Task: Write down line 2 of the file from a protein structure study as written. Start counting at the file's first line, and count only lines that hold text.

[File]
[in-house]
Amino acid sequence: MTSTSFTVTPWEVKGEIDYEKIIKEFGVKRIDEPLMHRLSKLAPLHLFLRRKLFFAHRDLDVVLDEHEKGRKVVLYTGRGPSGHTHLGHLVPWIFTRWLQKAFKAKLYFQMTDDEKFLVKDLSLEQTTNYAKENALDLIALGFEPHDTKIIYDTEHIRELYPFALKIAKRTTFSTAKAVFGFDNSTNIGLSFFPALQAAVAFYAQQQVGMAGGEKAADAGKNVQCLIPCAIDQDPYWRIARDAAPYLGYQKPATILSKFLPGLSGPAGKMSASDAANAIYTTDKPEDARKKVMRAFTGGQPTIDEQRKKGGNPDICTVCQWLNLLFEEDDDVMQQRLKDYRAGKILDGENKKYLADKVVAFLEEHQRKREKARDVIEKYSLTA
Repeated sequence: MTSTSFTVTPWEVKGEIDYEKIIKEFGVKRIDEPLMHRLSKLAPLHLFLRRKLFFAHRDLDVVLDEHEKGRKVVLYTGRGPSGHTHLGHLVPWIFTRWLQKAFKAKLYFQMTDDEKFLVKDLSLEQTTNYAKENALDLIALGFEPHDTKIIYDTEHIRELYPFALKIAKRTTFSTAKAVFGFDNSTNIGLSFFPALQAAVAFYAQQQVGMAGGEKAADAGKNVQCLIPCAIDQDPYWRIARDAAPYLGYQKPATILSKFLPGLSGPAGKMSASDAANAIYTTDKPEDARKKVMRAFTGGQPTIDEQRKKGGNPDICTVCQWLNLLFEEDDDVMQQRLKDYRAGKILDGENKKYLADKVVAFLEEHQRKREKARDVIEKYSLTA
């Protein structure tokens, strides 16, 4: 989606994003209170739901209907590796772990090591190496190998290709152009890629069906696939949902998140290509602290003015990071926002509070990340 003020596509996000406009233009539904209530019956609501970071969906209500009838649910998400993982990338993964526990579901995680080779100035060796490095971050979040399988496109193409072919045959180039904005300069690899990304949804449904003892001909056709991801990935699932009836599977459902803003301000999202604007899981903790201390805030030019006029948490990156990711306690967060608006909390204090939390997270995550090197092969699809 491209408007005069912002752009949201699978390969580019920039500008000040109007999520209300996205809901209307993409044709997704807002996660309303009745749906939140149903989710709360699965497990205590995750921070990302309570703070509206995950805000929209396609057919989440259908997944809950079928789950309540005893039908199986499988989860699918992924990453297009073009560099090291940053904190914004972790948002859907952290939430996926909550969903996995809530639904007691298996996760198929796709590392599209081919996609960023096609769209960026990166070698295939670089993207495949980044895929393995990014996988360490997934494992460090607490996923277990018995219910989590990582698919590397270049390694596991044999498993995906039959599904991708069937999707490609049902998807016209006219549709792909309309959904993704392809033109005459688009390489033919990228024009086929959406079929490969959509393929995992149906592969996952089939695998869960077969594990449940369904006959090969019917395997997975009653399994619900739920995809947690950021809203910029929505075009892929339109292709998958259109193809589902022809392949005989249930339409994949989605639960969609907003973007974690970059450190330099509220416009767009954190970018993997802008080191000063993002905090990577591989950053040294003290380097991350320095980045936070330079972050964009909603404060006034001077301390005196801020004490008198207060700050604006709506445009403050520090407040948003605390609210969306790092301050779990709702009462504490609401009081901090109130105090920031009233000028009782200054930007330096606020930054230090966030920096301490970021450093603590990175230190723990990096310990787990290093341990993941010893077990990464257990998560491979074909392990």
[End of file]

Amino acid sequence: MTSTSFTVTPWEVKGEIDYEKIIKEFGVKRIDEPLMHRLSKLAPLHLFLRRKLFFAHRDLDVVLDEHEKGRKVVLYTGRGPSGHTHLGHLVPWIFTRWLQKAFKAKLYFQMTDDEKFLVKDLSLEQTTNYAKENALDLIALGFEPHDTKIIYDTEHIRELYPFALKIAKRTTFSTAKAVFGFDNSTNIGLSFFPALQAAVAFYAQQQVGMAGGEKAADAGKNVQCLIPCAIDQDPYWRIARDAAPYLGYQKPATILSKFLPGLSGPAGKMSASDAANAIYTTDKPEDARKKVMRAFTGGQPTIDEQRKKGGNPDICTVCQWLNLLFEEDDDVMQQRLKDYRAGKILDGENKKYLADKVVAFLEEHQRKREKARDVIEKYSLTA